Concealed Carry Class
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Thread: Concealed Carry Class

  1. #1
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    Concealed Carry Class

    Hello my fellow firearms enthusiasts,
    I am a firearms instructor in the State of Oklahoma. Certified by the NRA for Basic Pistol and RSO. Additionally I am certified by the State (OSBI and CLEET) to teach Concealed Carry (Self Defense Act).
    The problem I am having is getting off the ground after having my licensing for some time now i finally found a spot where i can teach my classes. This leaves me with the issue now of creating a presentation and practicing it.

    What advice do you have for those getting off the ground? Would anyone be willing to provide their presentation for our community to review and use as a resource to better help those getting off the ground?

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  3. #2
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    If the state of OK doesn't have a required course curriculum like the state of UT, then I would recommend teaching the NRA Basic Pistol course, and upon completion of the course make it clear to the students that the NRA portion of the class is over, then teach specifics to OK and CC as required by OK law.
    "A few well placed shots with a .22LR is a lot better than a bunch of solid misses with a .44 mag!" Glock Armorer, NRA Chief RSO, Pistol, Rifle, Shotgun, Muzzleloading Rifle, Muzzleloading Shotgun, and Home Firearm Safety Training Counselor

  4. #3
    Hi there, nodaywithout.

    First, you need to register and get your instructor tab like me. :P People won't think you're cool or anything...but they will feel much freer to argue with you and try to prove you wrong, so you'll get lots of practice researching topics. And you'll also learn a lot about at which point you should withdraw from a debate! :)

    My advice for starters...go with the pre-packaged NRA powerpoint slides that come with the course lesson plan. While not perfect, they're really good - and the lesson plan references them in the margin notes. Once you've learned more about powerpoint (which I need to do), you can delete repetitious slides, insert supplemental information, etc.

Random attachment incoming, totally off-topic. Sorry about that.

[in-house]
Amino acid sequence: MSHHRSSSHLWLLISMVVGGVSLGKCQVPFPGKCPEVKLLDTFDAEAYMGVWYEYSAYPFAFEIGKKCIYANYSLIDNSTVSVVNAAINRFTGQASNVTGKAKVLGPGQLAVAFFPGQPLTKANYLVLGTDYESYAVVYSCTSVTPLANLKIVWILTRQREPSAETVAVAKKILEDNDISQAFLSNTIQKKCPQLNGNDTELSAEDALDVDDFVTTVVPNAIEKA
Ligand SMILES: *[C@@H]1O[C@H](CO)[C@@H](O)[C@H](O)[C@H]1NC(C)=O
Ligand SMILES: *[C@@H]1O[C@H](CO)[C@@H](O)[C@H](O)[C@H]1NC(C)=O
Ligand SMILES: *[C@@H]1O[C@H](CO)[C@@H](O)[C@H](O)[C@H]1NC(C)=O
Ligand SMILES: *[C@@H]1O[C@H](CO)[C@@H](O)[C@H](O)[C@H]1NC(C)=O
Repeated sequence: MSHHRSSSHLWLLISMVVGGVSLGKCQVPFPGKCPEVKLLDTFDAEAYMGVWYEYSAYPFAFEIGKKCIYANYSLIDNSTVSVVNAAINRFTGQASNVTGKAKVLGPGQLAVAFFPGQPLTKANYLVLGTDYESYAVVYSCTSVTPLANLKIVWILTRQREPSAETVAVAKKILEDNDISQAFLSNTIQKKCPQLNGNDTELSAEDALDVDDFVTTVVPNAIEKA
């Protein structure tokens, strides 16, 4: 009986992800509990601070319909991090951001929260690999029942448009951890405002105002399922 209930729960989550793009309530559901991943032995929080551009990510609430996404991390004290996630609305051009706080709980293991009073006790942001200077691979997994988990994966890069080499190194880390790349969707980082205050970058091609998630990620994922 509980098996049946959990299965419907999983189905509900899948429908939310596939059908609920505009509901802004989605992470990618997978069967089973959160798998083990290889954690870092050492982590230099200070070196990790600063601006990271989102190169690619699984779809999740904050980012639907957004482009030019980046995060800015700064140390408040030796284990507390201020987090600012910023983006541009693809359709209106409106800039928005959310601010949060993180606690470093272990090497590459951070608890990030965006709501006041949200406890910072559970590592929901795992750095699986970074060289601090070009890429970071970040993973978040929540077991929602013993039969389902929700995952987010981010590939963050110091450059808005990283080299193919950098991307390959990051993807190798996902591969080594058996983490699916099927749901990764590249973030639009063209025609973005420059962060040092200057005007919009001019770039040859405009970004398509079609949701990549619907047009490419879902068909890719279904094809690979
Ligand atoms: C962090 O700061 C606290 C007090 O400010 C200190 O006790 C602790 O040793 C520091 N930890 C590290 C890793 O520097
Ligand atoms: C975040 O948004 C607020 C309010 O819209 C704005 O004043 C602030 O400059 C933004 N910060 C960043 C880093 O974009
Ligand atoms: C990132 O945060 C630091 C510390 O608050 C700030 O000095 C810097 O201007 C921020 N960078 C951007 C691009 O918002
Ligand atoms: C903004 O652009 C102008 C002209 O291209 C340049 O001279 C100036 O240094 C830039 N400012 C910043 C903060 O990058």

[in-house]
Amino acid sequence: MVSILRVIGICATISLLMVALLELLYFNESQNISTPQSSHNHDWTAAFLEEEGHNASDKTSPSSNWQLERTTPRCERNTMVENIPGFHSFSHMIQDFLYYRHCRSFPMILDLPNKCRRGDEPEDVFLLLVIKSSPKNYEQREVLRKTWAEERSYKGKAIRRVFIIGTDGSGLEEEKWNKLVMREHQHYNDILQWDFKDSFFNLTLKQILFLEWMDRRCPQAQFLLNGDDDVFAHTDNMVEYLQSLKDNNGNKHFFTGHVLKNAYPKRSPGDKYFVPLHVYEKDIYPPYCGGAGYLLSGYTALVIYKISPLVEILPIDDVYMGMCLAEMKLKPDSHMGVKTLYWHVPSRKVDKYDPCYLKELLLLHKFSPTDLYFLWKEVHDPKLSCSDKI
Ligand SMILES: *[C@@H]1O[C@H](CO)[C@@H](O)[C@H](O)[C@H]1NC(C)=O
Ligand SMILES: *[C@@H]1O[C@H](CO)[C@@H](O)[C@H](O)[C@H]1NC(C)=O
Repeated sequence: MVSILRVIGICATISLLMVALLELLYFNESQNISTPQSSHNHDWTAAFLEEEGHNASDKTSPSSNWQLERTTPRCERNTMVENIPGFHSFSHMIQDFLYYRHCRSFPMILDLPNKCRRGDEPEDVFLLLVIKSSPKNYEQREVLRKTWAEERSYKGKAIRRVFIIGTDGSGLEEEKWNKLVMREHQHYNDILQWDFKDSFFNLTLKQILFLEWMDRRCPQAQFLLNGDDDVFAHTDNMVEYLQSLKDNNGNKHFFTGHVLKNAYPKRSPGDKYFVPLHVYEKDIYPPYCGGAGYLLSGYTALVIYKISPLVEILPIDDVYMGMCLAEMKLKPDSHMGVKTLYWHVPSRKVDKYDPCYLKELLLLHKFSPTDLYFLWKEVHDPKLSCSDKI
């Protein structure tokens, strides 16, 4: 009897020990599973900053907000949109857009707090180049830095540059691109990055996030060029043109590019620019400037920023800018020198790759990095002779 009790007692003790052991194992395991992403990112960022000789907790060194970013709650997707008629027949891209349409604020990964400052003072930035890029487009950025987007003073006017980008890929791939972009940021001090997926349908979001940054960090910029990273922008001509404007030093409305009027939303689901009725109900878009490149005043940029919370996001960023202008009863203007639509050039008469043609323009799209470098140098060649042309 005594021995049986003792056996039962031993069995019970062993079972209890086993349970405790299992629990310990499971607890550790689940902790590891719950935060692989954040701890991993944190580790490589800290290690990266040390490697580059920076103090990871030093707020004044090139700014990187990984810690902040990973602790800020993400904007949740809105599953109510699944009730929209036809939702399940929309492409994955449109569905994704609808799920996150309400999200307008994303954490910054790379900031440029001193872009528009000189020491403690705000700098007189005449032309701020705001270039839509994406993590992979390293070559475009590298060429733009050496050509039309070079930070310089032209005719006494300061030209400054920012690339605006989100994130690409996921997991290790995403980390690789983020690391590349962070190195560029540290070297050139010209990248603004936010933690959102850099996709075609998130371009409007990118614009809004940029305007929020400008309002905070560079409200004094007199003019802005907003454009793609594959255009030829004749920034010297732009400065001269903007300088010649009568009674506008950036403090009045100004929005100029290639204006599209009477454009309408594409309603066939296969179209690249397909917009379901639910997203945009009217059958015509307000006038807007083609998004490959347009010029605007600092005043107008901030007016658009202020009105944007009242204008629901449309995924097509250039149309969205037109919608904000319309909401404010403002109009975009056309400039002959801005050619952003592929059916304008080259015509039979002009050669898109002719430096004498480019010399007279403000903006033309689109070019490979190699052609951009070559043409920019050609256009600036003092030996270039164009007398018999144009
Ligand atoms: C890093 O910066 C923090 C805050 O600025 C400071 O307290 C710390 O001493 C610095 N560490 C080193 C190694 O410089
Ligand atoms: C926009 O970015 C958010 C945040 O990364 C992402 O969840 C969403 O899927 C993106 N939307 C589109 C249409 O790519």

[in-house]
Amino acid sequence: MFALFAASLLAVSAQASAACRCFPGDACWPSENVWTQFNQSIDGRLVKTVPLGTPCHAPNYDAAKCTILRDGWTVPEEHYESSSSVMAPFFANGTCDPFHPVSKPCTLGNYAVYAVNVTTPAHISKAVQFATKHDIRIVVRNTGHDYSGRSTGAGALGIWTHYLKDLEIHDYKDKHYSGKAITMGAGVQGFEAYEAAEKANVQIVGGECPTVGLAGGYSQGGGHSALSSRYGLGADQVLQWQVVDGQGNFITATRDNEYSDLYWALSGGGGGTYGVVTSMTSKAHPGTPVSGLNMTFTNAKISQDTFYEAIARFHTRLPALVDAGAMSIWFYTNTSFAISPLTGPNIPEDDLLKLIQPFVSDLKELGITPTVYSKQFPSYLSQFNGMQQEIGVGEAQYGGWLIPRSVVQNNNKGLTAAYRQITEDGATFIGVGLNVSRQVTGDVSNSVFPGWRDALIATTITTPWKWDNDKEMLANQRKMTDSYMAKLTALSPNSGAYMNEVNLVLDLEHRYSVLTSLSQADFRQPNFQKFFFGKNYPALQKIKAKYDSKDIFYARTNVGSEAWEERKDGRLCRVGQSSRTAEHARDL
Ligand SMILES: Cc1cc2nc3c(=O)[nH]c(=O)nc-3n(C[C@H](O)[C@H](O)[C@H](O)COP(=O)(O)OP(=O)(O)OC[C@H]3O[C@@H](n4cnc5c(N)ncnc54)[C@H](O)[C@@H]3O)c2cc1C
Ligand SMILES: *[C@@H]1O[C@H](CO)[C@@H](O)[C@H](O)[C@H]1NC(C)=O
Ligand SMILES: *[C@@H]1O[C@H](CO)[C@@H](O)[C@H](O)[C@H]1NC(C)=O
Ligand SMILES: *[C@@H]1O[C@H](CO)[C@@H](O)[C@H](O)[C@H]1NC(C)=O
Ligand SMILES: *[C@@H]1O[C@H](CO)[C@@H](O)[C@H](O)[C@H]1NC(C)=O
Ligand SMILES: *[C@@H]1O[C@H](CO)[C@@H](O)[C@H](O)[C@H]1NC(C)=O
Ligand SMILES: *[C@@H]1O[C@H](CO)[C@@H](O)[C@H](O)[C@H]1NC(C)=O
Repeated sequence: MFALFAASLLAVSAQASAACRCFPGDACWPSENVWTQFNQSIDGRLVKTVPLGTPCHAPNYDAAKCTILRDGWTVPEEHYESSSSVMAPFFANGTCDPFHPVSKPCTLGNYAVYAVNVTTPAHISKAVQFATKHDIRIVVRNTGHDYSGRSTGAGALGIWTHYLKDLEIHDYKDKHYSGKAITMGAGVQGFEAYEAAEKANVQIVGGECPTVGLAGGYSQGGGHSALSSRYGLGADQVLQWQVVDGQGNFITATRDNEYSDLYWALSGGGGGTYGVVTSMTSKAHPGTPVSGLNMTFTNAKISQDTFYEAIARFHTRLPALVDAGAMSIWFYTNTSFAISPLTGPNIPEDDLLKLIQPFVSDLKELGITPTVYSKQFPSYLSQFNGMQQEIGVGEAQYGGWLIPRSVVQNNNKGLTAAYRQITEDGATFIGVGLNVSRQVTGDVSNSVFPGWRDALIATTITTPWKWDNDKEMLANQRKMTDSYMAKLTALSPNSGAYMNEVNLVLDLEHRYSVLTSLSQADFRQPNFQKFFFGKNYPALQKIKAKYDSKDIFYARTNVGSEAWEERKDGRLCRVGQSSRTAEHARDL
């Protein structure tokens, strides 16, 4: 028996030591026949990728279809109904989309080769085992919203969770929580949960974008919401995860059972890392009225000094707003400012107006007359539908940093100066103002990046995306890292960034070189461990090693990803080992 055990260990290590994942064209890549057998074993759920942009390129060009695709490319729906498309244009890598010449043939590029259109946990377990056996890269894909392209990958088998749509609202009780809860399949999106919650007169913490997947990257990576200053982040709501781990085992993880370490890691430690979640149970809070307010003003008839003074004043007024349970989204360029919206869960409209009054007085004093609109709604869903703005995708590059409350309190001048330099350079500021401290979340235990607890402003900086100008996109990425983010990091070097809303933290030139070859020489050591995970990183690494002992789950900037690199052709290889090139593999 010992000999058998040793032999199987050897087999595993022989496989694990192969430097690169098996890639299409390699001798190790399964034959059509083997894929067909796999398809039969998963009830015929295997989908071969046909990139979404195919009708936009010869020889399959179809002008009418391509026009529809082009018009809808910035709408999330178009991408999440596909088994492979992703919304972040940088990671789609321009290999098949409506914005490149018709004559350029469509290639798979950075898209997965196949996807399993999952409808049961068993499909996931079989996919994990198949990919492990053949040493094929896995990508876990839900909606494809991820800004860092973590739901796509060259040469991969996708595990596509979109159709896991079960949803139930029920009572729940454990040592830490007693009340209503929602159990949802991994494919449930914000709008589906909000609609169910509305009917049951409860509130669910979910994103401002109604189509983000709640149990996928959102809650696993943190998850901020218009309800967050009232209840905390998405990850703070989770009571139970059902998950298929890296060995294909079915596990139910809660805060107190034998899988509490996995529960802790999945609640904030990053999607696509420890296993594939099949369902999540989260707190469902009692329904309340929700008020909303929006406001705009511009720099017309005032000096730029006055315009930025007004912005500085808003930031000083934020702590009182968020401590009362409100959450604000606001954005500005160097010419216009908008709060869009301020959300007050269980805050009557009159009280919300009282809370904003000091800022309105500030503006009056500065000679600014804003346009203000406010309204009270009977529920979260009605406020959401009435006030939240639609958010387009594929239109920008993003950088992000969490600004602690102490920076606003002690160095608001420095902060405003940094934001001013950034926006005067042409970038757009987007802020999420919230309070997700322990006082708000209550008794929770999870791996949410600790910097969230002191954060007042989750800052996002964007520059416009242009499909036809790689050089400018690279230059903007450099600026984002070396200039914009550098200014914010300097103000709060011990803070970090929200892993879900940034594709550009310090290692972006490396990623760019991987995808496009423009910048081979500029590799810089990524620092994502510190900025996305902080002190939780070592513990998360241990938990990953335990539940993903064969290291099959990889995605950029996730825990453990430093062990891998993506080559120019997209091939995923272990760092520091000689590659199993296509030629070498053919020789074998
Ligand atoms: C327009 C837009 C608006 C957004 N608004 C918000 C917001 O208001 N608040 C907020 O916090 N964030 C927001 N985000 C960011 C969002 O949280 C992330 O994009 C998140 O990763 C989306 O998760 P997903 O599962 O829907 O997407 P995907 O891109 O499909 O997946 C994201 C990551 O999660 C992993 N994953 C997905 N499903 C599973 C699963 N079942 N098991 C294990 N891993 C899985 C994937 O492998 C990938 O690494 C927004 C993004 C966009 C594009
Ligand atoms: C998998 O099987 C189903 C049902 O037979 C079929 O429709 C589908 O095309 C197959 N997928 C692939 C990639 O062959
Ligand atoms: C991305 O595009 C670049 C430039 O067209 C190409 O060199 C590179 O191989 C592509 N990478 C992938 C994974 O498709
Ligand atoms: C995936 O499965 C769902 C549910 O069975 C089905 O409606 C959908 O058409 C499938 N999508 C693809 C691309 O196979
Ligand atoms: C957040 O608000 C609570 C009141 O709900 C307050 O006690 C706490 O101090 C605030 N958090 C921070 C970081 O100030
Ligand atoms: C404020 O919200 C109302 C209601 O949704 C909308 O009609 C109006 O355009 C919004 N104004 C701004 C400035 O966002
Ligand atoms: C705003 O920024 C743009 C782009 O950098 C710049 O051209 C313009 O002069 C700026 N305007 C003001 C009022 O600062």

Beyond that - spend a bit on posters and other training aids that are relevant to your course.

    If you want REAL good practice, put together a test class of family and friends. It is especially helpful if you find experienced shooters or other folks who havve had the class before, and can audit it. Either cover the cost yourself for the materials, or give them class "at cost" - then get their feedback, whether verbal or written, at each 15-min break.

    Good luck.
    S&W M&P 45; Ruger GP100 .357 Magnum; Charter Arms .38 Undercover
    http://www.usacarry.com/forums/members/phillip-gain-albums-phil-s-photos-picture3828-reciprocity-map-29jun11.JPG

  5. #4
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    Good info to start off with looking for as much info as I can get. Oklahoma has a specific coriculum which can make it difficult

  6. #5
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    Quote Originally Posted by nodaywithout View Post
    Good info to start off with looking for as much info as I can get. Oklahoma has a specific coriculum which can make it difficult
    If OK has a specific curriculum, then that's what you should be teaching. Provide the students with whatever handouts, etc you are required to under current state law. Many manufacturers will provide literature upon request. You could provide that to your students as well.

    Good luck!
    "A few well placed shots with a .22LR is a lot better than a bunch of solid misses with a .44 mag!" Glock Armorer, NRA Chief RSO, Pistol, Rifle, Shotgun, Muzzleloading Rifle, Muzzleloading Shotgun, and Home Firearm Safety Training Counselor

  7. #6
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    Quote Originally Posted by Phillip Gain View Post
    Hi there, nodaywithout.

    First, you need to register and get your instructor tab like me. :P People won't think you're cool or anything...but they will feel much freer to argue with you and try to prove you wrong, so you'll get lots of practice researching topics. And you'll also learn a lot about at which point you should withdraw from a debate! :) -quote clipped here-
    Something i should learn! Sometimes even calling a diamond a diamond will cause philisophical hysteria!
    1)"When injustice becomes law, resistance becomes duty." -Thomas Jefferson.
    2)"Imagine how gun control might be stomped if GOA or SAF had the (compromising) NRA's 4 million members!" -Me. http://jpfo.org/filegen-n-z/nraletter.htm

  8. Same as what the above have stated, but I would like to add the following: